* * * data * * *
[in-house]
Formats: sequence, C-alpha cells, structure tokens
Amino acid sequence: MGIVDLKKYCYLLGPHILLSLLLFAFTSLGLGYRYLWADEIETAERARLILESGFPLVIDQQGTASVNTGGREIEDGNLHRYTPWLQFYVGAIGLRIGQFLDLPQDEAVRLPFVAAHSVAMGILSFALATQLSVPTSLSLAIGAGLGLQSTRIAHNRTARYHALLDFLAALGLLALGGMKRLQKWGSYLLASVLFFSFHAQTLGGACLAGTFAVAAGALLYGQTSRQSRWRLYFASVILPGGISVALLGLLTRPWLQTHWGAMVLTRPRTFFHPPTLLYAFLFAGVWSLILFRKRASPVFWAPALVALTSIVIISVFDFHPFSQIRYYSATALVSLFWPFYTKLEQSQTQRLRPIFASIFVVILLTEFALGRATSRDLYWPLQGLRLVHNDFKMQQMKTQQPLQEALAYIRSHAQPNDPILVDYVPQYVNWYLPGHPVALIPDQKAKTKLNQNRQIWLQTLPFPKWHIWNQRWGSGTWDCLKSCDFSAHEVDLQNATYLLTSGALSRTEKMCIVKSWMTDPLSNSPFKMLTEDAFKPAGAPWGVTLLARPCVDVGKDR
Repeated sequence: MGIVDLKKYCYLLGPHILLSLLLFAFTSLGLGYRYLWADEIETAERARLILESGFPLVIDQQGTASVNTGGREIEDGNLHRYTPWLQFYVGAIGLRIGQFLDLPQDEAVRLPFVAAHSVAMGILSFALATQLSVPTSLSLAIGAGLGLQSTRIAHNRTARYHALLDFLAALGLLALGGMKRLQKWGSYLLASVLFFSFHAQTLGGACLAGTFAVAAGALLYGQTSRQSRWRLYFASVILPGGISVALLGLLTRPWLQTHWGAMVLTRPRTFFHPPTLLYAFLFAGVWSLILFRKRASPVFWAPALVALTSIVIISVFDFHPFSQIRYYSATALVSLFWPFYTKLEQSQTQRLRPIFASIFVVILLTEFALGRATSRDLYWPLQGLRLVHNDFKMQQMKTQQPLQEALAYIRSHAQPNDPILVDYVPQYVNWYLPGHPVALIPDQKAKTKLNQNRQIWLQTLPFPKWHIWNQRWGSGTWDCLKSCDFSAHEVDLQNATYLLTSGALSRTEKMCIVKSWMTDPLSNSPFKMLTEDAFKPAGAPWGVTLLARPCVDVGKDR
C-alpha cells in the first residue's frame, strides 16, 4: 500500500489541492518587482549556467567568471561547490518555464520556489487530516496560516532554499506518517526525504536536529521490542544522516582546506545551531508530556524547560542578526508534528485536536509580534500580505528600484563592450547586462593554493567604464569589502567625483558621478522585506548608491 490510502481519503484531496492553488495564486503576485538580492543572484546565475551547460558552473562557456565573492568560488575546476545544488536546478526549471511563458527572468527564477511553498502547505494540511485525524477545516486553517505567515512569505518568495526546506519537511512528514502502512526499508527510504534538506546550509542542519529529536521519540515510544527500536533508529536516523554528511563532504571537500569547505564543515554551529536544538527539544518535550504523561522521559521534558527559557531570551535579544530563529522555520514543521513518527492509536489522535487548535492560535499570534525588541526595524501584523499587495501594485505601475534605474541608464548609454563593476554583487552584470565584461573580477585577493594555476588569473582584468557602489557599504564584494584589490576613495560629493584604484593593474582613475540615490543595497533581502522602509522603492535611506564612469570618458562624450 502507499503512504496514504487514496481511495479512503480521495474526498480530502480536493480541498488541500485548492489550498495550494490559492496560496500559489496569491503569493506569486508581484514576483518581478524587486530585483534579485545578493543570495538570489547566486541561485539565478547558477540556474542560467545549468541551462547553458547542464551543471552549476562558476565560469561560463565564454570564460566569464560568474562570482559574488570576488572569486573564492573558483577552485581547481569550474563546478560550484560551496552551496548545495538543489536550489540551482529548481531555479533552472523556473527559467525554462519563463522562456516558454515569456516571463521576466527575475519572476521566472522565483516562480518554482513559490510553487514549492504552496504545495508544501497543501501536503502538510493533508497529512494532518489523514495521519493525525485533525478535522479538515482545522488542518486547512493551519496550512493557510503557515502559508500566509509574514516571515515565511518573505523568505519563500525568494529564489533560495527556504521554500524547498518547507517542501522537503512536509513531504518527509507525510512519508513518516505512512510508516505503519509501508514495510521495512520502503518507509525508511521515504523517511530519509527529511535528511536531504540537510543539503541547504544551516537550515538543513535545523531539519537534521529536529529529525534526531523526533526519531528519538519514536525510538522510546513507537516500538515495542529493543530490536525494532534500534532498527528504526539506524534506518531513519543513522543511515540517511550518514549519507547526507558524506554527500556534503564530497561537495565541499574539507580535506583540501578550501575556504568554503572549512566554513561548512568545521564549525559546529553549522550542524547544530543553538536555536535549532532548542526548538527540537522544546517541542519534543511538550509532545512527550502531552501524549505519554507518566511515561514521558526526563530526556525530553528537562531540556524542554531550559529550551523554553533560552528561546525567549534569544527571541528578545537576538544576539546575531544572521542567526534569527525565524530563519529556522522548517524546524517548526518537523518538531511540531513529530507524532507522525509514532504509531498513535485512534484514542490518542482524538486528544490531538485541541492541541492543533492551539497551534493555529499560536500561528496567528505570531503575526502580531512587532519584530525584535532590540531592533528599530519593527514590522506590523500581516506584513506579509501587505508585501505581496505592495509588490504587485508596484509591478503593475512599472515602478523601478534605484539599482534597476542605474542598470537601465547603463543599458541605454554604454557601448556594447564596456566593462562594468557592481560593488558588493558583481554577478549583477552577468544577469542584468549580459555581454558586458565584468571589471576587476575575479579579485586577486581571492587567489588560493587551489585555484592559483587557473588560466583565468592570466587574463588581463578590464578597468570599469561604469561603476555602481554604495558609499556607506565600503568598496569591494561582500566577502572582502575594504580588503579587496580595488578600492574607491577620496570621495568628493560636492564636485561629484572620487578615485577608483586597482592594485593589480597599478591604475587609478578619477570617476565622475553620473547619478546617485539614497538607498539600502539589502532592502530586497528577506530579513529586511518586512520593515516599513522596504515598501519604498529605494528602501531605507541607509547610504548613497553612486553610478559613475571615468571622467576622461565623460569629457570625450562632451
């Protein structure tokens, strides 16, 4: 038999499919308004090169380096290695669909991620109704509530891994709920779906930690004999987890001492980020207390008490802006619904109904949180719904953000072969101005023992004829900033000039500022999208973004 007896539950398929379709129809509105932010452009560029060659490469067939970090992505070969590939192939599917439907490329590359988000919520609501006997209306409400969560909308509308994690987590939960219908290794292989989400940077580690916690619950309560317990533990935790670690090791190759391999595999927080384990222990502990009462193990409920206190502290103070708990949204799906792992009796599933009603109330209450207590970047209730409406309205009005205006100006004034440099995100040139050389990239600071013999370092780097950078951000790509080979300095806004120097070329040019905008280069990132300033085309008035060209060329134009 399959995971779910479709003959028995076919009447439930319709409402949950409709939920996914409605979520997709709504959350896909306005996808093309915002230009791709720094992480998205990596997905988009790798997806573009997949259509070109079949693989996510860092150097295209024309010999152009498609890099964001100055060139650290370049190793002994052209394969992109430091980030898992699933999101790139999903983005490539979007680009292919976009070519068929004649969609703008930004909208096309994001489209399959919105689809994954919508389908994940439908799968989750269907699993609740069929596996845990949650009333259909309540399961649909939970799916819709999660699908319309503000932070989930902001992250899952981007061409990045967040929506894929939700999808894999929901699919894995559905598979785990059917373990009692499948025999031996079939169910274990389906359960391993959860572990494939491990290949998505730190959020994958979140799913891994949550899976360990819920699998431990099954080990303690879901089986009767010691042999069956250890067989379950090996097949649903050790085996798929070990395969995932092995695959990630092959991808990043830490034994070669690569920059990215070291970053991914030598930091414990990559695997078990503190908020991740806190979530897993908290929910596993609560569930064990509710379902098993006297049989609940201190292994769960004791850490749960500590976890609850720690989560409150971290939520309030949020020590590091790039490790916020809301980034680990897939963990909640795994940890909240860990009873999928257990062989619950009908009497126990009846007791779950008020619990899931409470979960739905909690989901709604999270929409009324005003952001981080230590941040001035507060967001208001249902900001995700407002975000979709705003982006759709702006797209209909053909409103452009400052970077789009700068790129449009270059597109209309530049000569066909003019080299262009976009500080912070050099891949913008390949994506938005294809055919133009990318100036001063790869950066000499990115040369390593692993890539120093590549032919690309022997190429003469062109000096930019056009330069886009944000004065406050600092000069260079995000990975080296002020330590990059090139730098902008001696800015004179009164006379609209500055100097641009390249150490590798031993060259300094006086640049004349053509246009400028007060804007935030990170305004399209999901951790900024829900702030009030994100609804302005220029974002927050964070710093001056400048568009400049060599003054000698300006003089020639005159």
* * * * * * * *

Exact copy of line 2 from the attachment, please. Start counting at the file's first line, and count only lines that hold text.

Formats: sequence, C-alpha cells, structure tokens